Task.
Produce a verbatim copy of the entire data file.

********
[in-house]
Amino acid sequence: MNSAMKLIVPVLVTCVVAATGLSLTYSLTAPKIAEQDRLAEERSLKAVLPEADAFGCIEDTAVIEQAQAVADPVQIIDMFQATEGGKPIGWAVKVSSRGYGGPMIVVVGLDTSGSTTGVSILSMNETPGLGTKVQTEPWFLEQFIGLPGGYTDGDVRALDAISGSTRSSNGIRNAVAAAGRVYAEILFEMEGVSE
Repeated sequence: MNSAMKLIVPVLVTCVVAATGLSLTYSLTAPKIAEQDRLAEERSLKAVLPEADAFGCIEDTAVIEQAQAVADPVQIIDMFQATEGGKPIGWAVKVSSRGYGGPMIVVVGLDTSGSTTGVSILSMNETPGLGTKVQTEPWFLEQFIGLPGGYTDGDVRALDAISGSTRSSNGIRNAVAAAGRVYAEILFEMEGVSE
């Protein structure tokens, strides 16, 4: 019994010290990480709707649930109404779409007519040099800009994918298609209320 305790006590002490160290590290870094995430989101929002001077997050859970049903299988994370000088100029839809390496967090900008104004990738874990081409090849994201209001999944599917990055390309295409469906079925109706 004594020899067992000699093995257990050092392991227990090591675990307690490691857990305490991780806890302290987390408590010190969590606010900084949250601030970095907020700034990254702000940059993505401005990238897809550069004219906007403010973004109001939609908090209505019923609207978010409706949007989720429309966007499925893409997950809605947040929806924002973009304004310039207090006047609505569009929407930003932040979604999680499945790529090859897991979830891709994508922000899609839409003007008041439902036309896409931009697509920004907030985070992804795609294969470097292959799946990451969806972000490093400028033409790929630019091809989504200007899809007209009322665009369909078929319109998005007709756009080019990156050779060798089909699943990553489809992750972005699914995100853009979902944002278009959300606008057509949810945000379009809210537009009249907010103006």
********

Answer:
[in-house]
Amino acid sequence: MNSAMKLIVPVLVTCVVAATGLSLTYSLTAPKIAEQDRLAEERSLKAVLPEADAFGCIEDTAVIEQAQAVADPVQIIDMFQATEGGKPIGWAVKVSSRGYGGPMIVVVGLDTSGSTTGVSILSMNETPGLGTKVQTEPWFLEQFIGLPGGYTDGDVRALDAISGSTRSSNGIRNAVAAAGRVYAEILFEMEGVSE
Repeated sequence: MNSAMKLIVPVLVTCVVAATGLSLTYSLTAPKIAEQDRLAEERSLKAVLPEADAFGCIEDTAVIEQAQAVADPVQIIDMFQATEGGKPIGWAVKVSSRGYGGPMIVVVGLDTSGSTTGVSILSMNETPGLGTKVQTEPWFLEQFIGLPGGYTDGDVRALDAISGSTRSSNGIRNAVAAAGRVYAEILFEMEGVSE
């Protein structure tokens, strides 16, 4: 019994010290990480709707649930109404779409007519040099800009994918298609209320 305790006590002490160290590290870094995430989101929002001077997050859970049903299988994370000088100029839809390496967090900008104004990738874990081409090849994201209001999944599917990055390309295409469906079925109706 004594020899067992000699093995257990050092392991227990090591675990307690490691857990305490991780806890302290987390408590010190969590606010900084949250601030970095907020700034990254702000940059993505401005990238897809550069004219906007403010973004109001939609908090209505019923609207978010409706949007989720429309966007499925893409997950809605947040929806924002973009304004310039207090006047609505569009929407930003932040979604999680499945790529090859897991979830891709994508922000899609839409003007008041439902036309896409931009697509920004907030985070992804795609294969470097292959799946990451969806972000490093400028033409790929630019091809989504200007899809007209009322665009369909078929319109998005007709756009080019990156050779060798089909699943990553489809992750972005699914995100853009979902944002278009959300606008057509949810945000379009809210537009009249907010103006």